CC-BY-NC-ND 4.0 · Journal of Neuroanaesthesiology and Critical Care 2018; 05(01): 21-25
DOI: 10.1055/s-0037-1618321
Case Report
Thieme Medical and Scientific Publishers Private Limited

Propofol Reduces Microelectrode-Recording Artefacts caused by Parkinsonian Tremor during Deep Brain Stimulation

Jason Chui
1  Department of Anesthesia and Perioperative Medicine, Schulich School of Medicine and Dentistry, Western University, Ontario, Canada
,
Rizq Alamri
1  Department of Anesthesia and Perioperative Medicine, Schulich School of Medicine and Dentistry, Western University, Ontario, Canada
,
Frank Bihari
2  Department of Neurophysiology, University of Western Ontario, Ontario, Canada
,
Matthew Hebb
3  Department of Clinical Neurological Sciences, University of Western Ontario, Ontario, Canada
,
Lakshmikumar Venkatraghavan
4  Department of Anesthesia, University of Toronto, Toronto Western Hospital, Toronto, Ontario, Canada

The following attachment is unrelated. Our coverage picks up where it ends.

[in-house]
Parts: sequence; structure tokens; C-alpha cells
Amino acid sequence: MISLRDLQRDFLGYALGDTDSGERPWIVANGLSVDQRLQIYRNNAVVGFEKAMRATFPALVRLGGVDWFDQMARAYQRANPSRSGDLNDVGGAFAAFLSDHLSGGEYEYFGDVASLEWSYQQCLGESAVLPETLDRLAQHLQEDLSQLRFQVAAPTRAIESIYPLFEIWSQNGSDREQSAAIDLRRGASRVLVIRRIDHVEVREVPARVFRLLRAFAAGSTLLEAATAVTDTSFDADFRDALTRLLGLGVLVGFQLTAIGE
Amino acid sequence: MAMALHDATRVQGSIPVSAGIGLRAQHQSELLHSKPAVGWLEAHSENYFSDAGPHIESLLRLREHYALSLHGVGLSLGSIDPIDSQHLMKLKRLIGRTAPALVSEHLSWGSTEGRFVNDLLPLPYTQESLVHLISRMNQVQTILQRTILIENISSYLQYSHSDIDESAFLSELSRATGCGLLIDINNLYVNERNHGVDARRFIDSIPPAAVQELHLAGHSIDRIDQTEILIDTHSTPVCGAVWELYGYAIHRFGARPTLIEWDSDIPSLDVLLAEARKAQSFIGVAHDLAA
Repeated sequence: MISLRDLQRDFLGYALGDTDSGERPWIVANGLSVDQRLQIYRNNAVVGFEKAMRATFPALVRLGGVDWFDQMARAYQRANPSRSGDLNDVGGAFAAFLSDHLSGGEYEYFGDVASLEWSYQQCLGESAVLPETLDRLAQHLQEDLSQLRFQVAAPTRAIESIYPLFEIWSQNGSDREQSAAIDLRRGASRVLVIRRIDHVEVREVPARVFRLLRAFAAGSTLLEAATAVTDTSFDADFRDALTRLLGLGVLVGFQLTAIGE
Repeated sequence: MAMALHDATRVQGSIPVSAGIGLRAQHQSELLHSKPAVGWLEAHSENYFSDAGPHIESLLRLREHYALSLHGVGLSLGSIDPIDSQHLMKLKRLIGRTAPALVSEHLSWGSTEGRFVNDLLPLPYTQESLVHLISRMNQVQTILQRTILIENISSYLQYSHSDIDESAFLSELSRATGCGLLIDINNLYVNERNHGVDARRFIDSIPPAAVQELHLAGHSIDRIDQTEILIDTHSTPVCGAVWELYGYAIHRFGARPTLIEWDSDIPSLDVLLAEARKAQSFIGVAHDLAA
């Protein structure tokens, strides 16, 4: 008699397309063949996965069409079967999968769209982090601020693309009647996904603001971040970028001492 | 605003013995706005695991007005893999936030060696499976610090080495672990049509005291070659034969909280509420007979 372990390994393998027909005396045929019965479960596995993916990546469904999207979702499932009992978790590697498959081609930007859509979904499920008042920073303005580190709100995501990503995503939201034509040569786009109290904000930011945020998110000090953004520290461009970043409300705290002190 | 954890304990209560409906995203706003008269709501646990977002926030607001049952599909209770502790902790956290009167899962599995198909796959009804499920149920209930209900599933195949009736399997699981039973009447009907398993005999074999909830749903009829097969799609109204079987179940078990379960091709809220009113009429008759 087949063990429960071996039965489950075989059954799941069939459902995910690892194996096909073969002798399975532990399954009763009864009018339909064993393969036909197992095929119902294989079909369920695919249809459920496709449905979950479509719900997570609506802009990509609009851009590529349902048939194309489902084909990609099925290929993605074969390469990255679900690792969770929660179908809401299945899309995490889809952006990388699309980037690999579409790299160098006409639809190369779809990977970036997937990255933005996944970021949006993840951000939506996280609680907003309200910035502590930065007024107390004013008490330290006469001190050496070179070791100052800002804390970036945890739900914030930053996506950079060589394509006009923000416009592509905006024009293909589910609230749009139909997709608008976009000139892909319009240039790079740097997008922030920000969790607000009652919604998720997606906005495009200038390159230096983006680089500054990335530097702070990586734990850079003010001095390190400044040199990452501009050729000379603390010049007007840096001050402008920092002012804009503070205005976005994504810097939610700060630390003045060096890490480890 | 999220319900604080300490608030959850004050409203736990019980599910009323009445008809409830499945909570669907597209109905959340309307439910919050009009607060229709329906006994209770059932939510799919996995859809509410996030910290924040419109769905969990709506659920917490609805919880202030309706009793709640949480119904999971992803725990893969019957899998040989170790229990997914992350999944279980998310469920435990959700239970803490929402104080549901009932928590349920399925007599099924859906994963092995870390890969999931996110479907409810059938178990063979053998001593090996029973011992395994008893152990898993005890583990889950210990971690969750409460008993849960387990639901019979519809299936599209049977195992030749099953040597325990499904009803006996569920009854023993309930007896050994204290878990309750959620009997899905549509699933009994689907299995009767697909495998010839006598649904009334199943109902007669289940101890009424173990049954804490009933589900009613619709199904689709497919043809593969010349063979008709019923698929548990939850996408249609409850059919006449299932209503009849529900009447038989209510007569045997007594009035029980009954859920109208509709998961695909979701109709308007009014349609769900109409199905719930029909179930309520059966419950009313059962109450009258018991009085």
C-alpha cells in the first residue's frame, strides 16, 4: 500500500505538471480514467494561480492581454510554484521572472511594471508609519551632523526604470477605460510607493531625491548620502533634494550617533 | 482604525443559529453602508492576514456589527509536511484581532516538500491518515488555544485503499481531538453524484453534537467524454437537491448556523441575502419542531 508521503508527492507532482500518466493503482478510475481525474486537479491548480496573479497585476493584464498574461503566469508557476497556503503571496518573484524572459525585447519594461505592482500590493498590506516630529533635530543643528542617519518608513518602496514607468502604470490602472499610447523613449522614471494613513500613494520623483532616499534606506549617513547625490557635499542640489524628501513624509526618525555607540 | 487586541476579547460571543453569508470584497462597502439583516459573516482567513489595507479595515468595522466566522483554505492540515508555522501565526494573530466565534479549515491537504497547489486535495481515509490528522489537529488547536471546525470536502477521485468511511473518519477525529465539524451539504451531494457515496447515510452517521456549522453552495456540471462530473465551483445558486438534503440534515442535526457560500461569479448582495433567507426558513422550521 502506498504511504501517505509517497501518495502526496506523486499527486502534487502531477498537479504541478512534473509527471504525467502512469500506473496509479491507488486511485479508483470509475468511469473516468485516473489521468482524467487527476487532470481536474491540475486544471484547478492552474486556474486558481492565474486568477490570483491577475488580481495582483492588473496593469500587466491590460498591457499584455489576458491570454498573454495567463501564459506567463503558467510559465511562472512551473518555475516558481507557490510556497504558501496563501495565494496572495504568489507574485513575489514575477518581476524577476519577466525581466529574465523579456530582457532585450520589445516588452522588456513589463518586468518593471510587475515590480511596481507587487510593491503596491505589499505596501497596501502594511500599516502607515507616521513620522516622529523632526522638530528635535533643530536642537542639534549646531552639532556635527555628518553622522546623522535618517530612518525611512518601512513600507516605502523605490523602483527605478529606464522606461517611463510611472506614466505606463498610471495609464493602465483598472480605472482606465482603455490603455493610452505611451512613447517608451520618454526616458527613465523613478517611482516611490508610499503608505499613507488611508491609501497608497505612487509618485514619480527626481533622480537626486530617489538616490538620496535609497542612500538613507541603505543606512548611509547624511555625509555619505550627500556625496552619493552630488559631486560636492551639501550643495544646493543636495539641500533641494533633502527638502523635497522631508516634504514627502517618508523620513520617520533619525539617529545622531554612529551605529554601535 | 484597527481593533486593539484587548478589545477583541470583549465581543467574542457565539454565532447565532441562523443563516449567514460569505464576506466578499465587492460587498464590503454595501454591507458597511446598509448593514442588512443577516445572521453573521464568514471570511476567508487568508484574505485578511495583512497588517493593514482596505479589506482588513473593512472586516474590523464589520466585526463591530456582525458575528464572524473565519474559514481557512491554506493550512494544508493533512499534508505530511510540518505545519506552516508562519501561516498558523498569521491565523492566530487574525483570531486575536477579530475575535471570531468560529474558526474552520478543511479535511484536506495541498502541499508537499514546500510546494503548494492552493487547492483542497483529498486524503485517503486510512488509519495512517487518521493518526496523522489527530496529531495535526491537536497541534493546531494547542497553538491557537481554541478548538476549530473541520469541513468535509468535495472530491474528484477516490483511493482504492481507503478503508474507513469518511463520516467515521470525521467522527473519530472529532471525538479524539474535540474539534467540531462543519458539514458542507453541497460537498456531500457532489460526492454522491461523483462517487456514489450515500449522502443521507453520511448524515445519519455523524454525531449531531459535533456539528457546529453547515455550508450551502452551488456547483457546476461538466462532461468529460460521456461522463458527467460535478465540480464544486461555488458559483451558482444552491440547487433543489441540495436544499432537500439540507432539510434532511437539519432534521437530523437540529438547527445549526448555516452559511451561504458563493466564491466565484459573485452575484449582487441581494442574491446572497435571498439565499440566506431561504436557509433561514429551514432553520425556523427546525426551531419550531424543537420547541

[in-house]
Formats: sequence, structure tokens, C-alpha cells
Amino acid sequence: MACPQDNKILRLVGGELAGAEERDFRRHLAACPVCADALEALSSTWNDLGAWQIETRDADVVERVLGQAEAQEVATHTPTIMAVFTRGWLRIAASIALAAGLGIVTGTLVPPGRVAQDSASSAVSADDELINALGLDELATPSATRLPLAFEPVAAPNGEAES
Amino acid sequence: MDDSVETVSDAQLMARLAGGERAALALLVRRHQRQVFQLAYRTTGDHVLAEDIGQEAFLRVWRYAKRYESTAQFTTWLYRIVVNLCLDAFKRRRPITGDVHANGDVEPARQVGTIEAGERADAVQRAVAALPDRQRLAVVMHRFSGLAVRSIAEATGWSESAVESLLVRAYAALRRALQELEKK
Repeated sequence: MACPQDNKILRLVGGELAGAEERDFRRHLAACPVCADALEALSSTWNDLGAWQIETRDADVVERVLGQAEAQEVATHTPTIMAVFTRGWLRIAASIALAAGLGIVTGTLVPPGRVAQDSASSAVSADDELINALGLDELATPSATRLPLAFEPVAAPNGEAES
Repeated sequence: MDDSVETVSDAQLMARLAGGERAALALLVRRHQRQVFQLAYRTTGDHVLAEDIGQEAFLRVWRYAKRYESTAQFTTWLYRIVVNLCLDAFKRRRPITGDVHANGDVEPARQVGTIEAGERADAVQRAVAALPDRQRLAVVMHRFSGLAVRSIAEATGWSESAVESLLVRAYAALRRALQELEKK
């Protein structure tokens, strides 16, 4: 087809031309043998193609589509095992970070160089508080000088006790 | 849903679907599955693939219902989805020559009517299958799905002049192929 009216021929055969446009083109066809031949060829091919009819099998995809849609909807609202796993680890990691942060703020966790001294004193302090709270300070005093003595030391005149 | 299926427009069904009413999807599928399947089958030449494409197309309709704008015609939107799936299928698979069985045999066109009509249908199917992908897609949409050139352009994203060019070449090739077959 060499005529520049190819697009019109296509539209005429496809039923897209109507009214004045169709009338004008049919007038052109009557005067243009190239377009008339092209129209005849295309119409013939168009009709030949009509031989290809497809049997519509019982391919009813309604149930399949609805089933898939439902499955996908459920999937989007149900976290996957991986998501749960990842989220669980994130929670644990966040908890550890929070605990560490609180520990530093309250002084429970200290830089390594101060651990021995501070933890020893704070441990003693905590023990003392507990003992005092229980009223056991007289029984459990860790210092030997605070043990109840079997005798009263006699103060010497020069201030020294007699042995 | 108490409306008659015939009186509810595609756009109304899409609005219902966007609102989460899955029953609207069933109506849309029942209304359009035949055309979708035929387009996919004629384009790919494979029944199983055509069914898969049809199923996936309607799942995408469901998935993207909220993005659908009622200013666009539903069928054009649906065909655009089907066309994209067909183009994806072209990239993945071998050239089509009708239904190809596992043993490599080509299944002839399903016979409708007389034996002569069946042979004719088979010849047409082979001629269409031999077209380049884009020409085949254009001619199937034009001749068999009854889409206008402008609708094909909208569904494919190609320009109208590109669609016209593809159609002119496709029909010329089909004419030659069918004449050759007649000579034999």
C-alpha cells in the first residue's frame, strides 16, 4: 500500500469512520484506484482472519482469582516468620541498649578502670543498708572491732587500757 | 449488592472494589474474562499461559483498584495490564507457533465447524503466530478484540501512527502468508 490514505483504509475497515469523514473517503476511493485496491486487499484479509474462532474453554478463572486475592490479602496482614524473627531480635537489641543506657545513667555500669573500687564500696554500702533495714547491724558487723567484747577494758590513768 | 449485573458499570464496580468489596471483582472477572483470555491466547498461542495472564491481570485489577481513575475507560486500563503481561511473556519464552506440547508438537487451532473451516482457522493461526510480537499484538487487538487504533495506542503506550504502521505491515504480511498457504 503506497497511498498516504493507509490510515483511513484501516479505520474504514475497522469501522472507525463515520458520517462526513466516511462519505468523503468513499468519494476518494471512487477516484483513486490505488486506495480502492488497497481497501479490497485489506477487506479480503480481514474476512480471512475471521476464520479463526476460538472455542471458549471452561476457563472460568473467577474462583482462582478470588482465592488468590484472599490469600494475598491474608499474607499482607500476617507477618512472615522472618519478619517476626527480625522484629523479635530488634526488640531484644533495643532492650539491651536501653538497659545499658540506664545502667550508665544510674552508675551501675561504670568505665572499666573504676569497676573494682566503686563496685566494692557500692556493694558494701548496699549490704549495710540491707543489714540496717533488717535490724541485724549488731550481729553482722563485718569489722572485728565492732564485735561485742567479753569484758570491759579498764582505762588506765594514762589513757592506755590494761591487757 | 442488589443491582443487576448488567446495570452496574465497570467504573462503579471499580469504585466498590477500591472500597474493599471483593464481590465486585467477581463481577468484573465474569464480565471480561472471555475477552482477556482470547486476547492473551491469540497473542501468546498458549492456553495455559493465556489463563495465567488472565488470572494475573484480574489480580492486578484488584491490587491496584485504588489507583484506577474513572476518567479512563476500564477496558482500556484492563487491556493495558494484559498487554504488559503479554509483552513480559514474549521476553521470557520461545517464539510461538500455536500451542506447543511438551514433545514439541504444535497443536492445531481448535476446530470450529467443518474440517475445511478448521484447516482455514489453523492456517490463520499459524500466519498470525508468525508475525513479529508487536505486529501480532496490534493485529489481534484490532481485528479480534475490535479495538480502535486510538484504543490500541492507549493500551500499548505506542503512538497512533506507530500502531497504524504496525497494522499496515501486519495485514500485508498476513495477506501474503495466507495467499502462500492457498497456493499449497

› Author Affiliations
Supported by: None
Further Information

Publication History

Publication Date:
09 February 2018 (online)

Abstract

A 51-year-old male with medically refractory Parkinson's disease was scheduled for bilateral deep brain stimulation (DBS). During microelectrode recordings (MERs) of right side DBS, the patient developed severe sustained whole-body tremors causing severe artefacts in MER. The right side DBS electrode was inserted with suboptimal MER. For the creation of left burr hole, propofol infusion at a rate of 20 μg/kg/min, was used and soon after, all tremor activity ceased. Propofol infusion was continued during left side MER. With the absence of tremors, left subthalamic nucleus spike activity was better identified and neurological testing could take place. At 6 months after DBS, the patient’s symptoms had improved significantly without the need for levodopa.